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full suite of air-to-ground weapons integrated, as well as the new Meteor Beyond Visual Range Airto-Air Missile. The F-35B Lightning II – the RAF’s first ‘stealth’ platform – will also have declared its land-based operating capability in 2018. In modern warfare, intelligence and understanding have become increasingly vital. Able to cover large distances, the RAF’s ISR aircraft are providing critical intelligence in the fight against Daesh, but they will also be vital to the full range of Joint operations in the future. The introduction to service of the P-8A Poseidon before the end of the decade sits alongside major investment in remotely piloted air systems (a much enhanced Protector force will succeed Reaper) – the E-3D Sentry will be upgraded, Sentinel will serve longer into the future and we will grow our Shadow fleet. The RAF also now has one of the most modern air mobility forces in the world. The introduction into service of the Voyager tanker-transport aircraft and A400M Atlas will also be complete before the end of the decade. Alongside the retention of a number of our C-130J Hercules in the special

An RAF Voyager aircraft practises refuelling a French Rafale (rear) and a British Typhoon (front). Exercises such as Griffin Strike 2016 are helping the Royal Air Force to become ‘international by design’


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forces role, the RAF’s air mobility fleet will be able to support the full range of tasks – from warfighting to humanitarian aid and disaster relief – that the Government will want to call upon.

PEOPLE But all of this equipment will be of little value if we do not have the right people to exploit and support it. The RAF is rightly viewed as having some of the best trained and most professional airmen and women in the world; they underpin the Royal Air Force’s capability. But society continues to change, and we will need to change if we are to remain successful. In particular, we must get better at recruiting from a more diverse background. The RAF may be leading the way across Defence in recruiting women, but there is much more to do. Similarly, we must also become more successful at attracting men and women from areas of society that we have not traditionally reached. This diversity will be essential to future operational success and is likely to play an important role in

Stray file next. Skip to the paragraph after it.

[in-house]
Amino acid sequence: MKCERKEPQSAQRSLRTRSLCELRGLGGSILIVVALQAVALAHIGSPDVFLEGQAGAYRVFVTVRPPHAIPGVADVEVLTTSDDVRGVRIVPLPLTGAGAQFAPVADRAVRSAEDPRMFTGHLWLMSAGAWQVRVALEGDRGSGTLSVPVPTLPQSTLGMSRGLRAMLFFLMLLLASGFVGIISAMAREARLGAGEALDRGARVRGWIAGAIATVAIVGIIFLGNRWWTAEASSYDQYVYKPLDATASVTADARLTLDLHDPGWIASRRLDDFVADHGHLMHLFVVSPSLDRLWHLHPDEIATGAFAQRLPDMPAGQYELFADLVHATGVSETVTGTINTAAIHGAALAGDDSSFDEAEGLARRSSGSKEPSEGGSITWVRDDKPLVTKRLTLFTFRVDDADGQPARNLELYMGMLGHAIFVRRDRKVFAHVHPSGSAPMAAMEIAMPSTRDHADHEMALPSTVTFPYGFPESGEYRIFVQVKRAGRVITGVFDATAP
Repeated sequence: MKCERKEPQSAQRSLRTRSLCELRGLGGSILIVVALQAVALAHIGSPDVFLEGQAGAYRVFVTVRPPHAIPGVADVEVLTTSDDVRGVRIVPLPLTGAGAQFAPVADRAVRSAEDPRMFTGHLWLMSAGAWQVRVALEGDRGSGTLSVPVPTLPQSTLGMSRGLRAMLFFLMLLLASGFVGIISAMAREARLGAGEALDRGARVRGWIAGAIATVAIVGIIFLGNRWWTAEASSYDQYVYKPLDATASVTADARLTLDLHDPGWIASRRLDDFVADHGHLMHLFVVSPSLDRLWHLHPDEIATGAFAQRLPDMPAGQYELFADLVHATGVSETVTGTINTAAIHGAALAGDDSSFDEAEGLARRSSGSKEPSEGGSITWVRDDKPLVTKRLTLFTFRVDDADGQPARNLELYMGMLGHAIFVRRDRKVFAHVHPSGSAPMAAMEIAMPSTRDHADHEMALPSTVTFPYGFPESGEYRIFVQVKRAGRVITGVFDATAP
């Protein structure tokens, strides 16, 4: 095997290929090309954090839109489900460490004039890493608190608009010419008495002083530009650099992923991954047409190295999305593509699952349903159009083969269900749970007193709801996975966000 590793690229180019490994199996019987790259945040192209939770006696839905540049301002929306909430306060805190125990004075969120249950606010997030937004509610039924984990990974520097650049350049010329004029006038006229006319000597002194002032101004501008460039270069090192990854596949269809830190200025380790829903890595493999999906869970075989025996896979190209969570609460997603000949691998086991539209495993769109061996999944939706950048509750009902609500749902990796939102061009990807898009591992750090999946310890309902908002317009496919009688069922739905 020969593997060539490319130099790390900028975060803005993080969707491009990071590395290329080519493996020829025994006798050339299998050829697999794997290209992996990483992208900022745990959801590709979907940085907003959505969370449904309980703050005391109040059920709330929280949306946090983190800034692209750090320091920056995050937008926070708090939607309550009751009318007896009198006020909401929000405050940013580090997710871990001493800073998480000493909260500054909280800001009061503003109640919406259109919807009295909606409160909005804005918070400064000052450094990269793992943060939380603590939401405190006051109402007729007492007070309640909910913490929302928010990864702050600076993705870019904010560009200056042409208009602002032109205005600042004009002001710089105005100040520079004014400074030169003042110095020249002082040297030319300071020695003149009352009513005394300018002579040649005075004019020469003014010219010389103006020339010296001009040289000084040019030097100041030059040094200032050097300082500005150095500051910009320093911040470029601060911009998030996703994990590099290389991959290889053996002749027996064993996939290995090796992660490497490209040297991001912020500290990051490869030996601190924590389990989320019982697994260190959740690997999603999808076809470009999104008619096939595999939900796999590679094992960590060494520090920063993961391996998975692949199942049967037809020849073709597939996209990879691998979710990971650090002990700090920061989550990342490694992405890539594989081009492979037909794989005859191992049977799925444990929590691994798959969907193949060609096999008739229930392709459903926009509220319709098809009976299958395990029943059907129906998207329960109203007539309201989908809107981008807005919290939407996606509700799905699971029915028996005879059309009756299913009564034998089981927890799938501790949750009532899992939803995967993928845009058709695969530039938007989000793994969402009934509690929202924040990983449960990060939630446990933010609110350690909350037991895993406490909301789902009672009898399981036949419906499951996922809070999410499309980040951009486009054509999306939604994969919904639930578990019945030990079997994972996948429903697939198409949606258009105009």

generating the innovative culture that we will need to overcome future threats and challenges. To support these objectives, we will strive for much greater flexibility in our employment model and also in the mix of regulars, reserves, civilians and contractors in our workforce. We will also transform our training systems (particularly our technical training) to make them more modern, effective and efficient. Most importantly, however, we have to retain the skills of those already in the Service. As the economy improves, the ‘pull factors’ become stronger. In most instances, Defence will not be able to compete against private-sector salaries, so our focus must be on making people feel valued, engaged and ensuring that they feel that they are making a vital contribution to the Service and country. Air Vice-Marshal David Stubbs expands on the people challenge and how we will address it in the Training in Progress article.

THE CONCEPTUAL COMPONENT AND THINKING TO WIN In British Defence Doctrine, the equipment and the people are only two of the three components of fighting power. The third component – the ‘conceptual component’ – is just as vital and has, arguably, been neglected by the RAF to some extent over a decade in which the focus has been on the tactical fight in land-focused counter-insurgency operations. Without a renewed focus on the conceptual component, particularly at the operational level, we risk not making the most of the equipment we are bringing into service and not adjusting to the changing threats we face. ‘Thinking to Win’ is the programme that the RAF has put in place to reinvigorate the conceptual component. The programme aims to clarify our focus, inspire innovation and build advocates for air power. As societal and technological change accelerates, the effectiveness of air power will depend on our ability to think differently. This requires diversity of thought, a willingness to challenge received wisdom and leadership that values ideas on their merit – not on the status of the individual who dreamt them up.

CONCLUSION There is an exciting time ahead for the RAF. The challenges are significant, but so are the opportunities. The transformation of capability over the next 10 years will leave us with a highly capable modern air force. We expect to be at the forefront of operations across the globe for the foreseeable future. We intend to make the most of the investment the Government will make in air power and reward the faith that the public puts in us. This will require us to think differently, exploit the new capability, work with our friends and allies across the world, improve productivity and make the most of our talented airmen and women.


23/06/2016 14:12

RAF Air Power 2016 – Inspiration and Innovation  

An official publication of the Royal Air Force

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